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The Prospector

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The Prospector

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The Prospector

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The El Paso Museum of History inaugurated its first exhibit of the year

Paulina Astrid Spencer
The red ribbon for the inauguration of the exhibit was cut by museum officials at the El Paso Museum of History on Jan. 23.

The El Paso Museum of History (EPMH) held a ribbon cutting ceremony as part of the inauguration of its first exhibit of the year, “Tracks Across the Desert: More Than 100 Years of Railroad in El Paso.   

The theme of this exhibit focuses on the 100 years of railroads in El Paso and the important role they played in shaping the city’s economy and technology. 

“El Paso and the borderlands are a very important place for the railroad, because the railroad not just extended East and West and met here, but it also extended North and South meeting in Mexico,” said Erica Marin, curatorial lead for the exhibition. “We crossed nation-state boundaries with the railroad.”  

The exhibit features an electric train model, a variety of photos depicting life in El Paso during the railroad era and a timeline of the history of railroads in the city. 

“The railroad made El Paso grow,” visitor Aurora Bustos said. “The city used to be much smaller and it made it much bigger.”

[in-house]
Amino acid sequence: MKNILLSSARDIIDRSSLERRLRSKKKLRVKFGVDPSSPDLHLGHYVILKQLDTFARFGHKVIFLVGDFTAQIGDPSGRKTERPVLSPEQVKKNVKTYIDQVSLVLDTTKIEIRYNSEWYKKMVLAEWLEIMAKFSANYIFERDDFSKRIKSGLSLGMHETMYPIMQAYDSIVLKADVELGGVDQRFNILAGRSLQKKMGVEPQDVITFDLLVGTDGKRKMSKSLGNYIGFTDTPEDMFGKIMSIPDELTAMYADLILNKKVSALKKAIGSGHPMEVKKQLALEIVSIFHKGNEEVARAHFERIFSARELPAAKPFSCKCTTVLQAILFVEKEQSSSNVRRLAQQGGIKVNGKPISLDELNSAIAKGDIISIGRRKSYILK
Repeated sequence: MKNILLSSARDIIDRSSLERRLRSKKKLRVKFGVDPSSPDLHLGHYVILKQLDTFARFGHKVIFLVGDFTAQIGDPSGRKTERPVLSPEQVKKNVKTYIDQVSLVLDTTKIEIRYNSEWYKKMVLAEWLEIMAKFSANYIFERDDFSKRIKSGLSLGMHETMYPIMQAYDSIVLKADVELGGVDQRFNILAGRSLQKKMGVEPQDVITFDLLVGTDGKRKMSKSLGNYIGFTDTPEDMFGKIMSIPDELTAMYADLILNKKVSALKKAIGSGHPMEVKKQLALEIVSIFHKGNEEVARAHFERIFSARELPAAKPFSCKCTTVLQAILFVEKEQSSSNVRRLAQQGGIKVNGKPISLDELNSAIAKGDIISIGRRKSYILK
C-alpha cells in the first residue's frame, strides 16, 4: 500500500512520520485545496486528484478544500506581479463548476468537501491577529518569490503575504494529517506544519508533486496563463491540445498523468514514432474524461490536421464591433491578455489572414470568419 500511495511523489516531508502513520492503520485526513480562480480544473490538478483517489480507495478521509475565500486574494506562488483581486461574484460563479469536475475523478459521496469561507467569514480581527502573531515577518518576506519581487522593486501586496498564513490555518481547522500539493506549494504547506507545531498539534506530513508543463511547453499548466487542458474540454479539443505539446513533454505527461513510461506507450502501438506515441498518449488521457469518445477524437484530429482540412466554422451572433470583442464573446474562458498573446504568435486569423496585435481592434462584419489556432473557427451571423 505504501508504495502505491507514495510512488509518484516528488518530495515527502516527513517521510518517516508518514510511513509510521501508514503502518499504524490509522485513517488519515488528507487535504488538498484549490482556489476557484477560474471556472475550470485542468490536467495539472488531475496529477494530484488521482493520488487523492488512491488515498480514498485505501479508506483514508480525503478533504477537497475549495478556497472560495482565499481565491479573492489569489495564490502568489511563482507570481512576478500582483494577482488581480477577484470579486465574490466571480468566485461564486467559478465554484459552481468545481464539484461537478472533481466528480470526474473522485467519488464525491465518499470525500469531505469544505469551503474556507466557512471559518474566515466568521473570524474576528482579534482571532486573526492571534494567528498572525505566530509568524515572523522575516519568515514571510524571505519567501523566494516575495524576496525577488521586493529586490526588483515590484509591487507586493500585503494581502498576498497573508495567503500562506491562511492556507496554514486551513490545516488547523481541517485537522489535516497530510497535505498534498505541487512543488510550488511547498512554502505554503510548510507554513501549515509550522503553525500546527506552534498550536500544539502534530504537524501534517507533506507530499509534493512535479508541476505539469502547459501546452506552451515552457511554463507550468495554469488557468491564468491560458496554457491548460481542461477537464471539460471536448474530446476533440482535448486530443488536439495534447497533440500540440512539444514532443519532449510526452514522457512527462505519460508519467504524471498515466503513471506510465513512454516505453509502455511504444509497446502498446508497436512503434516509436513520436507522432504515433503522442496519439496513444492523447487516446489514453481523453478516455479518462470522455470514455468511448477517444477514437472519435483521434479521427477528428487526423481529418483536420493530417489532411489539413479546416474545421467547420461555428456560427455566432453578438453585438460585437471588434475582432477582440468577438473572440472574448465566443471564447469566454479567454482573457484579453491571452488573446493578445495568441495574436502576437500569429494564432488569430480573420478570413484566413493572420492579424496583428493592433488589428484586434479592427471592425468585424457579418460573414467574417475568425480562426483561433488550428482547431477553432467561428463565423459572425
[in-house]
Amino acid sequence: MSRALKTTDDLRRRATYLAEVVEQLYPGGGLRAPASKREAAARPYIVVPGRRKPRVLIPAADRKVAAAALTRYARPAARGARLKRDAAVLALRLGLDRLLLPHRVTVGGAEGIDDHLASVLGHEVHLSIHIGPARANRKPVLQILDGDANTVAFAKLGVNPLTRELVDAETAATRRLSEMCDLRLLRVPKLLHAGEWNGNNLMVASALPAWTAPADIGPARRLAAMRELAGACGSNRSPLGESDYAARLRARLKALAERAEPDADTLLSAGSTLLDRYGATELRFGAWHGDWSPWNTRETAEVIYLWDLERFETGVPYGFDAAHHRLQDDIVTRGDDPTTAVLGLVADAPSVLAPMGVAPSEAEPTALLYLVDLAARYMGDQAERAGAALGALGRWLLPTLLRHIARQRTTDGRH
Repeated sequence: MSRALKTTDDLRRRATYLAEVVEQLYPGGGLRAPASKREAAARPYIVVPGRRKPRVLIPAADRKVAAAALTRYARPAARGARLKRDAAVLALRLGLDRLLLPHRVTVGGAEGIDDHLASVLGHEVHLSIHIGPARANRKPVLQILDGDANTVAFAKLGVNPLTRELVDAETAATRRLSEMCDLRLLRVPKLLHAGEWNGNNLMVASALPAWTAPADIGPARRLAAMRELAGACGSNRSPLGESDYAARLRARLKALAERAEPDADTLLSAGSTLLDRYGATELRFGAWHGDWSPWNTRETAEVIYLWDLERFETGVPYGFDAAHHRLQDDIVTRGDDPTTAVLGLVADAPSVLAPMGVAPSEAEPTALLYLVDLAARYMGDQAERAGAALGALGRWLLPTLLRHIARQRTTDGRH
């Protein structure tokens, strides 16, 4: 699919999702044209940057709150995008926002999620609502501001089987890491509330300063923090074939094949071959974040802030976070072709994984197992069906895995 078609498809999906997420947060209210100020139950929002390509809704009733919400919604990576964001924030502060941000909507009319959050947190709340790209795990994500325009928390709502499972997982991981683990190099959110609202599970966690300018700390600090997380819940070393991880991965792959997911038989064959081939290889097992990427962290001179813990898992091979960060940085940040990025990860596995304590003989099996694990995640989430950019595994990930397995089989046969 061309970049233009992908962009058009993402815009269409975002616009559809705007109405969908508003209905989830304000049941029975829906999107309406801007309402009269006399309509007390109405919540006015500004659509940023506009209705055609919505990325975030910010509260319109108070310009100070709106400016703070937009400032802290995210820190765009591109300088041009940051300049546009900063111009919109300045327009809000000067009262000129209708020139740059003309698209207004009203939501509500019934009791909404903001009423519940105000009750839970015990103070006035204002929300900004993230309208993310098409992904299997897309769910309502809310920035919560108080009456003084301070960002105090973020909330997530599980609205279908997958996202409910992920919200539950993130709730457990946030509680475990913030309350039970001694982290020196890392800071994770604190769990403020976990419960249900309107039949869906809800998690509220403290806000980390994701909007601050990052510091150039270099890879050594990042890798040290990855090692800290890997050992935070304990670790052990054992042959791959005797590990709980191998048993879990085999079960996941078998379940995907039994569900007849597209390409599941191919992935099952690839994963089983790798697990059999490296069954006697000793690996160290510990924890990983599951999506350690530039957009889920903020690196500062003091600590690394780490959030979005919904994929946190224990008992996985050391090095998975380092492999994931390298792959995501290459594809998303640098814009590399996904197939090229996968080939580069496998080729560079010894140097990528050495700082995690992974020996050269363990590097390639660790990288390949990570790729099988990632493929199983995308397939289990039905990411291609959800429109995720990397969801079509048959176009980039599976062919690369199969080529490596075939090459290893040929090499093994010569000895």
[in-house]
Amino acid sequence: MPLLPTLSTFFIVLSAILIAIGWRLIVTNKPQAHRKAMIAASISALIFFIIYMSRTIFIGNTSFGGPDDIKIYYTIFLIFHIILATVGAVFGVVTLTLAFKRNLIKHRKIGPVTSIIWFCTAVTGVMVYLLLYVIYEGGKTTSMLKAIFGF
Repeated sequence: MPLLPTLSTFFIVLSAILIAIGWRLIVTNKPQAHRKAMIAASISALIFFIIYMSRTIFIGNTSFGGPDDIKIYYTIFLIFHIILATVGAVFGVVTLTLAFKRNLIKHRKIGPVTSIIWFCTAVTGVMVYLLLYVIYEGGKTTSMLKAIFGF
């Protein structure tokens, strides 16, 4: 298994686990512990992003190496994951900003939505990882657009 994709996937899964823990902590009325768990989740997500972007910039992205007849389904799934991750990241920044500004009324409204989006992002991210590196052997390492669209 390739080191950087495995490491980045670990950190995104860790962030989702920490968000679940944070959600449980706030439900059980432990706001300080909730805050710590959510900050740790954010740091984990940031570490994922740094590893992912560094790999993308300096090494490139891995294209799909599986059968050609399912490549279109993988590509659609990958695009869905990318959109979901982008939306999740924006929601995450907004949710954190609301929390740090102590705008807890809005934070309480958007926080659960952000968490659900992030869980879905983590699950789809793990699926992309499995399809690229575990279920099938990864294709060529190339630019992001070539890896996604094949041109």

The exhibit also includes an interactive play area where children can play with toy trains and look through the various flip-book albums of the Southern Pacific railroads.  

“We wanted to make an exhibit (that is) very family-targeted, more for children, and also for those who brought the children,” Marin said. “That was very important for us, we wanted this to be a fun exhibit.”  

The latest exhibition’s opening night was Thursday, Jan. 23, featuring local artifacts and relics from the railroad area. The night was complete with food and refreshments for all visitors to enjoy.  

The exhibit is free and open to the public through June 14.  

Paulina Astrid Spencer may be reached at [email protected] 

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About the Contributor
Paulina Astrid Spencer is a multimedia journalism student at the University of Texas at El Paso. She works as a reporter at the University’s newspaper, the Prospector, where she writes weekly stories.  This semester she started an internship at Channel 9, where she publishes bylines and stories daily for the web. She is a proud Chicana and has interests in Mexican- American activism and feminism. She is a member of the National Association of Hispanic Journalists and hopes to incorporate her love of news-reporting and her minor in Chicano Studies in the future. She enjoys spending time with her family, her three mischievous cats and two adorable dogs.
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The El Paso Museum of History inaugurated its first exhibit of the year